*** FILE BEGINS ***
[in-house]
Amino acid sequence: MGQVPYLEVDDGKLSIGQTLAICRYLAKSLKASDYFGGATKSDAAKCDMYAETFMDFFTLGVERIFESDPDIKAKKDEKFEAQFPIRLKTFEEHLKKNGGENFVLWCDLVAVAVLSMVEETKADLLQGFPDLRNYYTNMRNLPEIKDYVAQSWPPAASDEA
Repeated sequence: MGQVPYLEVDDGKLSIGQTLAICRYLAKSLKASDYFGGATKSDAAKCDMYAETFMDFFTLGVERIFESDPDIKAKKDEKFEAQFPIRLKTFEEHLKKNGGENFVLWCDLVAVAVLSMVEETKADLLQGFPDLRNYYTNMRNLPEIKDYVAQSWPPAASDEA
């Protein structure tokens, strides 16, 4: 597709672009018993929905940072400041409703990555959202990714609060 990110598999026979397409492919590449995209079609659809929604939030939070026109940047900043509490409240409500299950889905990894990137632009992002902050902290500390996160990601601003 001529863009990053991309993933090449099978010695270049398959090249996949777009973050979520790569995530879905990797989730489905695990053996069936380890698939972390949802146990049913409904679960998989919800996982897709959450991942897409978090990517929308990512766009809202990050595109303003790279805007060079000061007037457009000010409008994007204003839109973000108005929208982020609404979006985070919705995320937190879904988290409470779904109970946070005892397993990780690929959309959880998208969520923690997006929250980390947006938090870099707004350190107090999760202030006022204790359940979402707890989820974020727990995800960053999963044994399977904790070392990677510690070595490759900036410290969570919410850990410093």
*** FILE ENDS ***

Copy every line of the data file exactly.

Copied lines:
[in-house]
Amino acid sequence: MGQVPYLEVDDGKLSIGQTLAICRYLAKSLKASDYFGGATKSDAAKCDMYAETFMDFFTLGVERIFESDPDIKAKKDEKFEAQFPIRLKTFEEHLKKNGGENFVLWCDLVAVAVLSMVEETKADLLQGFPDLRNYYTNMRNLPEIKDYVAQSWPPAASDEA
Repeated sequence: MGQVPYLEVDDGKLSIGQTLAICRYLAKSLKASDYFGGATKSDAAKCDMYAETFMDFFTLGVERIFESDPDIKAKKDEKFEAQFPIRLKTFEEHLKKNGGENFVLWCDLVAVAVLSMVEETKADLLQGFPDLRNYYTNMRNLPEIKDYVAQSWPPAASDEA
């Protein structure tokens, strides 16, 4: 597709672009018993929905940072400041409703990555959202990714609060 990110598999026979397409492919590449995209079609659809929604939030939070026109940047900043509490409240409500299950889905990894990137632009992002902050902290500390996160990601601003 001529863009990053991309993933090449099978010695270049398959090249996949777009973050979520790569995530879905990797989730489905695990053996069936380890698939972390949802146990049913409904679960998989919800996982897709959450991942897409978090990517929308990512766009809202990050595109303003790279805007060079000061007037457009000010409008994007204003839109973000108005929208982020609404979006985070919705995320937190879904988290409470779904109970946070005892397993990780690929959309959880998208969520923690997006929250980390947006938090870099707004350190107090999760202030006022204790359940979402707890989820974020727990995800960053999963044994399977904790070392990677510690070595490759900036410290969570919410850990410093």